Yankee Dutch, joeno

So my own ancestry is Dutch (mostly...say, 85% or so), and I grew up in an area with many others of Dutch descent. Even the college I went to (Calvin College) was founded by Dutch immigrants and continues to be probably about 50% Dutch or maybe more. Both of my grandfathers came to the US from the Netherlands, while my grandmothers were born, one in Denver one in New Mexico territory, to recent immigrants. Thing is, my grandparents, like many immigrants even today, were adamant about their kids being American. So I don't know any Dutch. I also feel like I've been discouraged from appreciating my Dutch heritage--not by my parents or anything, but because many places I've been had a Dutch origin but have opened up to many other people. Understandably, those who aren't Dutch feel a bit overwhelmed by that and make a point of their not being Dutch, and suddenly I feel ashamed that I am. I try to downplay that part of me. And then I turn around and see third-generation Hispanic people and think what a shame it is when they don't know their ancestral language. I love Spanish and am much more familiar with the various Spanish and Latin American cultures than I am with actual culture of the Netherlands. All this to give a bit of insight into a paradox within my own identity.

Anyway, I bring this up because I just got from Amazon a fun book that I remember my professor of "History of teh English Language" commenting on: n' Fonnie Bisnis. (Translation: A Funny Business) The subtitle is "The Yankee Dutch world of Loe Verlak, 'peenter, peeperhenger, dikkereeter,' sage." (That would be 'painter, paperhanger, decorator') It's reprint of a humorous 1929 book written in the language of these Dutch immigrants. What Spanglish is to the intersection of Spanish and English, Yankee Dutch is to English and Dutch. Actually, a lot of the words are English...but the author spells them phonetically to mimic the pronounciation of these immigrants. And even when the word is Dutch, well English and Dutch historically are quite similar, so it's possible to work things out. Some of the constructions and a lot of the filler words, though seem to be Dutch. This reprint comes with a CD with a couple of the chapters narrated, which helps a lot. The stories (it's more a collection of stories narrated by one character than a novel) are very funny. And I love hearing them narrated--the little words that are clealy Americanisms are hilarious (joeno = you know; aiteljoe = I tell you). But it's hard. I was thinking it might be like reading Riddley Walker--once you get into it, it all falls in place. But I think my attempts to reconnect with my Dutch past might be a bit more challenging than that.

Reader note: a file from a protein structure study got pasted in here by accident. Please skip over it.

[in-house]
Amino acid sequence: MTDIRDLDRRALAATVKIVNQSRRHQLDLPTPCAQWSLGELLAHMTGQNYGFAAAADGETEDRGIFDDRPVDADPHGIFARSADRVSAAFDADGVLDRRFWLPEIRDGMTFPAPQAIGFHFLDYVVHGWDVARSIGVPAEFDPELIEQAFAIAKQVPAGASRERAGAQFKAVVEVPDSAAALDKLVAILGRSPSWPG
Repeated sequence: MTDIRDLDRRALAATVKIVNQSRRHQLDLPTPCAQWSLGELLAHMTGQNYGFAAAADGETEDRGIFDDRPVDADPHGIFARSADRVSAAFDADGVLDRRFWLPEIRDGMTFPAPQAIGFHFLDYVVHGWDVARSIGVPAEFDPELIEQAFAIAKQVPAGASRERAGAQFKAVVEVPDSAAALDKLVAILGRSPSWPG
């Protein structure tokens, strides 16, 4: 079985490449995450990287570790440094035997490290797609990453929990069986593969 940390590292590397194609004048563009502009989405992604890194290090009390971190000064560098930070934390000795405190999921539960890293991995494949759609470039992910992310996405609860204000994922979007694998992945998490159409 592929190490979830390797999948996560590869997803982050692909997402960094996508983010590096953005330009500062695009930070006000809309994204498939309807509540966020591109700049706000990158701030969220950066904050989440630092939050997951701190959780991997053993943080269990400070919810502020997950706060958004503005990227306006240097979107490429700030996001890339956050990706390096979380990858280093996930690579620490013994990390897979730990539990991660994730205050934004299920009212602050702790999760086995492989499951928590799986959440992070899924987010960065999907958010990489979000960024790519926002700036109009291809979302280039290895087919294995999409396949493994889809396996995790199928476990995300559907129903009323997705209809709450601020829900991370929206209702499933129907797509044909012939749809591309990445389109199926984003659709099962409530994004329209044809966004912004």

Ah well, when I get frustrated, I can just close the book and look at the quote on the back, spoken by the character in the book to encourage sales: "Of kos joe'll lijk dis boek!"


Me said…
I attempted to learn Dutch, being my own ancestry. Both my parents were born here, but my father's parents were immigrants. Learning dutch is so hard, as is learning any other language other than English. Most of the words are very similar, but it's the masculine and feminine and neutral that gets me stuff. And the rolling of the rrrrr's.

Good luck to finding about the dutch, and if you find anything interesting, be sure to let me know. :)
Daniel Ausema said…
Thanks, I will. I'm sure you know far more Dutch than I do then. But I suppose I'll pick up a bit from the book. I realize that my mom says 'melk' for 'milk' and that's Dutch. Funny.
Celina Summers said…
as a second-generation French-American myself, I have to admit that I wasn't given an option about being bilingual as a child. Even to this day, when I use french so rarely, if I am immersed in the language for a day or two it comes back to me.
Daniel Ausema said…
My dad never learned Dutch, despite being 2nd-generation. My mom never learned it formally, but I think that when she gets in a situation where she needs it, she surprises everyone--including herself--by how well she actually remembers it. But her dad was very involved in helping new Dutch immigrants get settled, especially in Canada, so she was much more exposed to it than just the one parent.